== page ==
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Our View: One month of observance is not enough

Posted: February 4, 2011 1:55 a.m.
Updated: February 4, 2011 1:55 a.m.

Tuesday marked the beginning of this nation’s annual observance of Black History Month.

While it makes sense to pause and honor the countless contributions blacks have made over the years in every possible field of endeavor, a single month is hardly sufficient to honor everything blacks have contributed to this nation since its founding.

They have been an integral part of our history from the beginning, and their contributions should be acknowledged every day in every possible way.

During Black History Month, we hear a lot about important civil rights leaders such as Dr. Martin Luther King Jr., Malcolm X and Rosa Parks, “the Mother of the Civil Rights Movement.”

Everyone knows what they accomplished. In some cases, especially in the case of King and Malcolm X, the men themselves have become larger than life, more myth than man.

Likewise, most people are familiar with important black figures such as Booker T. Washington, an educator who founded Tuskegee Institute, and George Washington Carver, who found many uses for the peanut.

But how many people know who Crispus Attucks was?

Historians actually know little about this seminal figure in our nation’s history, but he is widely acknowledged to be the first martyr of the American Revolution. He was killed in the Boston Massacre in 1770.

Likewise, who knows who John Mercer Langston was?

This important figure became the first black man elected to nationwide public office. He was elected to Congress in Ohio in 1855.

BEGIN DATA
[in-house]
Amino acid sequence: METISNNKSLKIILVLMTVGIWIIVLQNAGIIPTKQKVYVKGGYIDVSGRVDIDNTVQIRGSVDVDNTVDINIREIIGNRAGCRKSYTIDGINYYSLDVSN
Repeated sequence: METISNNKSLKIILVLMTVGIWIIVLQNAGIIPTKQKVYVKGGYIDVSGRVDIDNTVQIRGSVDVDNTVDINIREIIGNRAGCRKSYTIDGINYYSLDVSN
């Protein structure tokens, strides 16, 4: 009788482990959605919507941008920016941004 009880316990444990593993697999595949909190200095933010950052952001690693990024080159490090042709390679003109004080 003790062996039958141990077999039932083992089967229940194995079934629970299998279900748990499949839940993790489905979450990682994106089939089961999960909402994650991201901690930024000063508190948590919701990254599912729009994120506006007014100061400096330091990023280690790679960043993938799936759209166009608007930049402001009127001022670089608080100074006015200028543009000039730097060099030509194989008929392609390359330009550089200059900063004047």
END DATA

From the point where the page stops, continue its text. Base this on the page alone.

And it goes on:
What about James West or Shirley Chisolm?

West invented the foil electret-transducer in the 1960s. Today, the device is used in the vast majority of microphones and telephones manufactured.

Chisolm became the first black woman elected to Congress in 1968. She also holds the distinction of becoming the first major-party black candidate for president in 1972.

The point is, black history is about more than sound bites and a few important figures such as King and Parks. Blacks have been a part of our nation’s history since the very beginning, and their contributions should be honored every day.

How do we do that?

One way is by incorporating lessons about important black figures into everyday school and course curriculums.

In teaching math, for instance, tell students about the contributions of Benjamin Banneker, one of the first black intellectuals who lived in the 1700s and one of the first great black mathematicians.

When it comes to music, teach students about the Harlem Renaissance and great black musicians such as Lena Horne, Ella Fitzgerald and Duke Ellington.

When teaching English, how about a unit on great African-American writers including James Weldon Johnson, Langston Hughes or Countee Cullen?

And we could go on.

It’s often been said that “the victors write the history books,” but too often, blacks get short shrift when it comes to teaching today’s students. To truly educate students, it’s important to give them a complete picture of our history.

And while figures such as King and Malcolm X and Rosa Parks are important and should be honored for their lasting contributions, it’s important to delve deeper, to let students know that blacks have made indelible contributions to every aspect of modern life, from science to art to politics.

Black History Month is about more than honoring the story of blacks in America.

In truth, it is about acknowledging that the story of blacks in America is really the story of every American. It deserves to be acknowledged and honored every day.


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